A major question facing parents and schools in the rapidly evolving, technology-driven classroom is how we should educate students to become good digital citizens.
What constitutes good digital citizenship? As this Technapex article puts it:
“It’s a tricky time to be a student. The digital age has brought about amazing innovations in education, but there’s also a darker, less safe side of technology that can be difficult for students to navigate: cyber bullying, online safety, and plagiarism are among a few issues that have arisen in recent years as a result of the proliferation of social media and technology.”
Encouraging students to use technology for productivity, rather than be pulled to distractions, should be a goal for all educators. Here are a few steps you can take to ensure that students are prepared for their increasingly digital-dependent world.
- Instill good technology values where and when possible.
Just as students need to learn good personal citizenship, students need guidance from the onset to learn good digital citizenship. From an early age, students learn not to trust strangers. Now, they now need to know that strangers exist not only in person but also on the computer. This is not a conflict with anything we already teach – it supplements and expands tried and true real life practices.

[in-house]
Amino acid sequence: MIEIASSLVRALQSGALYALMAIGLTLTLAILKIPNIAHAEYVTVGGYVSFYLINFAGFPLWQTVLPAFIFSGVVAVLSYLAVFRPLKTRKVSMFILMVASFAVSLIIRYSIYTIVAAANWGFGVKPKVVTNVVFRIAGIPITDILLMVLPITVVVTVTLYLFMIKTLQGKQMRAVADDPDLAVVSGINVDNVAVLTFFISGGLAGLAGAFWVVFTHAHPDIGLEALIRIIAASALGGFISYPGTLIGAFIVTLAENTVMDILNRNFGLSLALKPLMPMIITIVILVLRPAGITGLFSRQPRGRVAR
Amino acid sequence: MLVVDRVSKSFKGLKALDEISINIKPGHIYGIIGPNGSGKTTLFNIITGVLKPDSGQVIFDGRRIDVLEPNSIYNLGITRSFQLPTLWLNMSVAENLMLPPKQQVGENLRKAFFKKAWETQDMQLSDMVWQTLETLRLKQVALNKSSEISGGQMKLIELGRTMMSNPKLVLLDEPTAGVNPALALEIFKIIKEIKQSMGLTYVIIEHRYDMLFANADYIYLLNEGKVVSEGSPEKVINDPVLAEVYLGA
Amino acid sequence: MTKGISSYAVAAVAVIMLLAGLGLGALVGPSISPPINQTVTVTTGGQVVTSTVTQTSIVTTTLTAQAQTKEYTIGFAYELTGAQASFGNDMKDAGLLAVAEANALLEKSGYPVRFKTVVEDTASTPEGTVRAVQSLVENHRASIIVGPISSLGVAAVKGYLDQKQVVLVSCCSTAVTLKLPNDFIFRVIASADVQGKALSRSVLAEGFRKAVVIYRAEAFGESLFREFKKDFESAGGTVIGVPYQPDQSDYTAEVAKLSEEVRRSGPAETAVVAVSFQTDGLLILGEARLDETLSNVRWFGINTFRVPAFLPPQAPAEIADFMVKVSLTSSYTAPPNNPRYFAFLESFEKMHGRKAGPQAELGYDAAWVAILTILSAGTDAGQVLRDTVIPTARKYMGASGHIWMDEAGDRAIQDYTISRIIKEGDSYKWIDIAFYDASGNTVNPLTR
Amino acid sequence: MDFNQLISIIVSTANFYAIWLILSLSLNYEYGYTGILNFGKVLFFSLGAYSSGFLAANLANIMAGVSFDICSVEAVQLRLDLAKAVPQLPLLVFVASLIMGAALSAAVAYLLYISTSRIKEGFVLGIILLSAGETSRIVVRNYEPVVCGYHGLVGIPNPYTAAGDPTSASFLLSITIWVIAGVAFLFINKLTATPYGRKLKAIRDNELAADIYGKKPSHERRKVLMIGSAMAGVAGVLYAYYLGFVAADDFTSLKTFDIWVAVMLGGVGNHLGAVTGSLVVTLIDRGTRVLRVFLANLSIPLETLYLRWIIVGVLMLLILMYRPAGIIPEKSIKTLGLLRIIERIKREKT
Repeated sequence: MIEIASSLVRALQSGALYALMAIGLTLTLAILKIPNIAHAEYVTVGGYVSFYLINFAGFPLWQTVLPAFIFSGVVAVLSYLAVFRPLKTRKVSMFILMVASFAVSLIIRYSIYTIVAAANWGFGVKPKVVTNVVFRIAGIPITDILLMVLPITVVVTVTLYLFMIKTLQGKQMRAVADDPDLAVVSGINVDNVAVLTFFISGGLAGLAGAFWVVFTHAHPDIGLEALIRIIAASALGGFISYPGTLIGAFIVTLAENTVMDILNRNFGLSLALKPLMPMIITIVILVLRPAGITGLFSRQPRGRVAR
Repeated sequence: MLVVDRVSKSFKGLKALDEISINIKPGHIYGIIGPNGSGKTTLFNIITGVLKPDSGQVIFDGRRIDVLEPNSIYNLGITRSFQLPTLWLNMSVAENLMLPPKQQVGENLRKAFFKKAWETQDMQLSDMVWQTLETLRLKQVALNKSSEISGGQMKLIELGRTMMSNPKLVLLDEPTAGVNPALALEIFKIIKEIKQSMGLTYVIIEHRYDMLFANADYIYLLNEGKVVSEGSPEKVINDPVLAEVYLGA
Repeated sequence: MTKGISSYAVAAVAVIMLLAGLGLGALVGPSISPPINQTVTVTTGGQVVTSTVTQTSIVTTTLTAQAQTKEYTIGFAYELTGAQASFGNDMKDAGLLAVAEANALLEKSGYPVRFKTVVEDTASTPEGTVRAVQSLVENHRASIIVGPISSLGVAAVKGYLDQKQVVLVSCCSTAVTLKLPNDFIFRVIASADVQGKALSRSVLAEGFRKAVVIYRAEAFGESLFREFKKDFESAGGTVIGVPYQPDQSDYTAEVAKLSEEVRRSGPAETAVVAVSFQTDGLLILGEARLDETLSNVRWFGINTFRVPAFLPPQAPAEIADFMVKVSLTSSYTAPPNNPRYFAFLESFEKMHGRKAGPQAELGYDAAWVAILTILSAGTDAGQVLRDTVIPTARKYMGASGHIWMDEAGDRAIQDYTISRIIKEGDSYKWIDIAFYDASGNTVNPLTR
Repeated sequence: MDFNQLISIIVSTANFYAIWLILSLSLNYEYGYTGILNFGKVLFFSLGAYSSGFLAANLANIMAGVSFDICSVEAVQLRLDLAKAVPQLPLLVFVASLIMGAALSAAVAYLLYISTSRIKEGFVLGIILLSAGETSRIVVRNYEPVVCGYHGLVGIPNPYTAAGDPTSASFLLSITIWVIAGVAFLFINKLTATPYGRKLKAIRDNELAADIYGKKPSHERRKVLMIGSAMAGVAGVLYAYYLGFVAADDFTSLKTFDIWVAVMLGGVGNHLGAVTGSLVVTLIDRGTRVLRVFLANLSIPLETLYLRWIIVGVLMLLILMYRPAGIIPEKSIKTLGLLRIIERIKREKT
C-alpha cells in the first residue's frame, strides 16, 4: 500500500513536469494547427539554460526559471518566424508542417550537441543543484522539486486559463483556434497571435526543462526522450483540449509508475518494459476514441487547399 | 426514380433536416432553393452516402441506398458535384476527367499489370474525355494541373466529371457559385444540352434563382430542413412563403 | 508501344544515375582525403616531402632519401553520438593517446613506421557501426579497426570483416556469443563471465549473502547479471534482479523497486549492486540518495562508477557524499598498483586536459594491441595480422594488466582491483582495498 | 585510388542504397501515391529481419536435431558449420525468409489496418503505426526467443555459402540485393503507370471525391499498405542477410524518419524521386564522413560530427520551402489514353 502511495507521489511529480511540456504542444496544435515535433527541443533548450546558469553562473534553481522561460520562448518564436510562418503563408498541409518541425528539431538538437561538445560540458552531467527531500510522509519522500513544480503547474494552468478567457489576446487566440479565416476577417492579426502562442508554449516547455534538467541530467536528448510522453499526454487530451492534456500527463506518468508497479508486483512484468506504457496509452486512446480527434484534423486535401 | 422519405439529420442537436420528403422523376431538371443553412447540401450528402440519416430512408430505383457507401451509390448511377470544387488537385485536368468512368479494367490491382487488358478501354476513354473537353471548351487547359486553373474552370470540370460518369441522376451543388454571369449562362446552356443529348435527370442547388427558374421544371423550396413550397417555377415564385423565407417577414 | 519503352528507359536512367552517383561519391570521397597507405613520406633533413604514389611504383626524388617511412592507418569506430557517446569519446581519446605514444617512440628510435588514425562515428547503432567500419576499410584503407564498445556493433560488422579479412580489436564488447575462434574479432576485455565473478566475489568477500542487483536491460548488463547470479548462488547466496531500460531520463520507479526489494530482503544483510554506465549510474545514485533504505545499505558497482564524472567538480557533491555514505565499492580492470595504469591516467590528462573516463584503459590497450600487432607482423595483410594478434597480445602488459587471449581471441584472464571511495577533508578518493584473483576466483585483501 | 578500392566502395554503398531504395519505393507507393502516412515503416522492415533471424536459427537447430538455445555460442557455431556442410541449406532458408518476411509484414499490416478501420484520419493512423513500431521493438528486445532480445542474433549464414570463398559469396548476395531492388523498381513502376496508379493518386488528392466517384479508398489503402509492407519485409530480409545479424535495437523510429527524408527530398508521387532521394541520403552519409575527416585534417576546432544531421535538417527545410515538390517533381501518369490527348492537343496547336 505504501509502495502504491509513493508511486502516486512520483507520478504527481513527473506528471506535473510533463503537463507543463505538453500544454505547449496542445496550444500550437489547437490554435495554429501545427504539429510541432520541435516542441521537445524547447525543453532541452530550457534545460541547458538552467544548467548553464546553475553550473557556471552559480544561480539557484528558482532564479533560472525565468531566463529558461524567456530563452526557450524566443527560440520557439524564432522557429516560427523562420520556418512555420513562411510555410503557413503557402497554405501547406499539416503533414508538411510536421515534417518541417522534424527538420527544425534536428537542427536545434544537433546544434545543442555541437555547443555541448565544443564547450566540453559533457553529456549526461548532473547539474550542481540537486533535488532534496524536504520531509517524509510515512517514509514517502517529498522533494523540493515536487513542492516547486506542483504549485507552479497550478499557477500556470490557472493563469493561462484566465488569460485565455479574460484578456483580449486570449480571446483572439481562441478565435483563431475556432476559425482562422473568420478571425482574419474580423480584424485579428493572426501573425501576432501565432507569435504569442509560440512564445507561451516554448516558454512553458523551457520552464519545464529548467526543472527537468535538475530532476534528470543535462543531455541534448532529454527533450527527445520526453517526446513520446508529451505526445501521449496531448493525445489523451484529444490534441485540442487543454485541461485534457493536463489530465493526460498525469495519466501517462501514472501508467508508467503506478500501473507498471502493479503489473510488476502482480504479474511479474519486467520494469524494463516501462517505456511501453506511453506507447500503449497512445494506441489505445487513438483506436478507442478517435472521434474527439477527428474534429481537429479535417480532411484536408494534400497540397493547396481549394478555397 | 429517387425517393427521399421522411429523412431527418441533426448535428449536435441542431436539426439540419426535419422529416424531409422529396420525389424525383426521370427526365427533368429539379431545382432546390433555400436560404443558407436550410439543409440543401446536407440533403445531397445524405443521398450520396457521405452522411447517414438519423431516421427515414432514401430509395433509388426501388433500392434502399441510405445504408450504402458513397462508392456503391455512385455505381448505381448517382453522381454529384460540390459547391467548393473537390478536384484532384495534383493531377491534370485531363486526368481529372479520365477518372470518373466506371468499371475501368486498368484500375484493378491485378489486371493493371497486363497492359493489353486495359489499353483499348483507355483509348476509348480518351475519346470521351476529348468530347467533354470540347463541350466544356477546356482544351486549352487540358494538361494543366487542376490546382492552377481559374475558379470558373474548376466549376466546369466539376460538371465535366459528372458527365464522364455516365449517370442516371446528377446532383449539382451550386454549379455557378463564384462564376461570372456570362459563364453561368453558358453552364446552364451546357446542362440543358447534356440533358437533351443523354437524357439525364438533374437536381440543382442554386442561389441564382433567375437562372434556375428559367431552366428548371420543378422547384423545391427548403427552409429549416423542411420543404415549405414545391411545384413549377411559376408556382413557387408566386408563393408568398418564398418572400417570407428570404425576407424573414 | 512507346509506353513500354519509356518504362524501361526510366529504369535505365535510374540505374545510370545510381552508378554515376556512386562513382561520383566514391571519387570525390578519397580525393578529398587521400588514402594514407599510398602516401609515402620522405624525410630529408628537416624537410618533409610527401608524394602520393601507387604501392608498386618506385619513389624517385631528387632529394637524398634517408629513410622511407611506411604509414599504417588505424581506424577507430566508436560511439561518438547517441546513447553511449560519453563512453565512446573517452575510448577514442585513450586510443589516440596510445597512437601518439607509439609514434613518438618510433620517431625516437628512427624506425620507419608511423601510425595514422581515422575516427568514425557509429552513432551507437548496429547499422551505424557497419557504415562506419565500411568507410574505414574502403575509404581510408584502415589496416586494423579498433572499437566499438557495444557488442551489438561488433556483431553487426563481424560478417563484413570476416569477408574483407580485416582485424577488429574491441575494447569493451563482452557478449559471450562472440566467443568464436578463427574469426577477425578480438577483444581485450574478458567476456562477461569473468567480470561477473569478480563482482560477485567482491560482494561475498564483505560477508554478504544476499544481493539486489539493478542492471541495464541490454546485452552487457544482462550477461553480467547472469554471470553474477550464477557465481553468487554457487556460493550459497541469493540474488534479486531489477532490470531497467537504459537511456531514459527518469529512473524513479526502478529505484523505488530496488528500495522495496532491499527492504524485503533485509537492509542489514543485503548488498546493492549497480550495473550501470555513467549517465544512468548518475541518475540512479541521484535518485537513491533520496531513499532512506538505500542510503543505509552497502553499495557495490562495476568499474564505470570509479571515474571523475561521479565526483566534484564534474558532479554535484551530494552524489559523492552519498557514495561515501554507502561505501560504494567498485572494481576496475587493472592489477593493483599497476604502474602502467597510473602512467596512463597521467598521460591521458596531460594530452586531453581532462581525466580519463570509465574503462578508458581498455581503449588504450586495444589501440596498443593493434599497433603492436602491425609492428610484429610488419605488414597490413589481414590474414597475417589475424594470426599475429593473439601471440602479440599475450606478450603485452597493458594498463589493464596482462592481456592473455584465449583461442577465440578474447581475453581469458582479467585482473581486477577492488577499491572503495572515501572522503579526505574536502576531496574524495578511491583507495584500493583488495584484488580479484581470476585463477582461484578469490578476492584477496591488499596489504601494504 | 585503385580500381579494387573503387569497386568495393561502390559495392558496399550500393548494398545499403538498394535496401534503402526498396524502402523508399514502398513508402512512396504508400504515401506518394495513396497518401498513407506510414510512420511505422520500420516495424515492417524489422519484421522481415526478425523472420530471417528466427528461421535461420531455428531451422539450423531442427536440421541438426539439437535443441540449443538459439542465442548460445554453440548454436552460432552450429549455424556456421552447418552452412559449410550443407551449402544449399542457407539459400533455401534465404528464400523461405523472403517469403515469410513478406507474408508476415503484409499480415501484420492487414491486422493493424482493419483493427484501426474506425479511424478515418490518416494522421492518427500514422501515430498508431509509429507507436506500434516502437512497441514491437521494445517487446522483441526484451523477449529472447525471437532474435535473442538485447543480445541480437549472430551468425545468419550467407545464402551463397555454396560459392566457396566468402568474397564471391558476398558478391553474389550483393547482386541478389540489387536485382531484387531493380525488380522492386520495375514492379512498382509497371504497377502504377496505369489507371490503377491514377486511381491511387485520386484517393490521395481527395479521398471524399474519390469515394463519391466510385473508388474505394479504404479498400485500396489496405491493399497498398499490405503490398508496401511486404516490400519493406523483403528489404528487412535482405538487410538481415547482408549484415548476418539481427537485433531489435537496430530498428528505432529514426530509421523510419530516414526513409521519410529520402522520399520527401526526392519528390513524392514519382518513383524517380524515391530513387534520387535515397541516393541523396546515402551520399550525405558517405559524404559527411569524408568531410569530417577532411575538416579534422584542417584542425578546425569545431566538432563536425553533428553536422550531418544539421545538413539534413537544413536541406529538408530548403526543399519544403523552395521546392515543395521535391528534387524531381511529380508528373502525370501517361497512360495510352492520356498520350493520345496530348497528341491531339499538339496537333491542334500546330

- Encourage positive behavior.
It’s difficult to curb negativity, especially within social networks. Positive Tweets and posts are rare. That’s why it’s important that students realize that we might paraphrase the old adage to read, “If you don’t have anything nice to tweet, don’t tweet anything at all.”
- Teach kids about online plagiarism.
There’s a lot of data out there (about 44 exabytes per year – that’s about 48 billion gigabytes), and it’s becoming increasingly easy to obtain. Students walk a fine line between the ideal of true social homework help, where students and teachers communicate online for educational purposes, and direct copy and pasting to get the job done. Teach fair use and plagiarism rules to students to help them understand that the when it comes to using the Internet for schoolwork, it’s like a giant library: tons of information requiring proper attribution.
- Learn the ins and outs of Internet security.
A major difficulty that digital natives encounter is keeping information private. Teaching even the most basic of Facebook and social media privacy is a major concern for colleges and universities, so it makes sense that we should teach kids earlier that privacy is important.
Becoming a good digital citizen will be vital for today’s students as they become increasingly adept at using the internet for communication and to expand their world. Teaching them these best practices at an early age makes them a habit, setting students up for future success.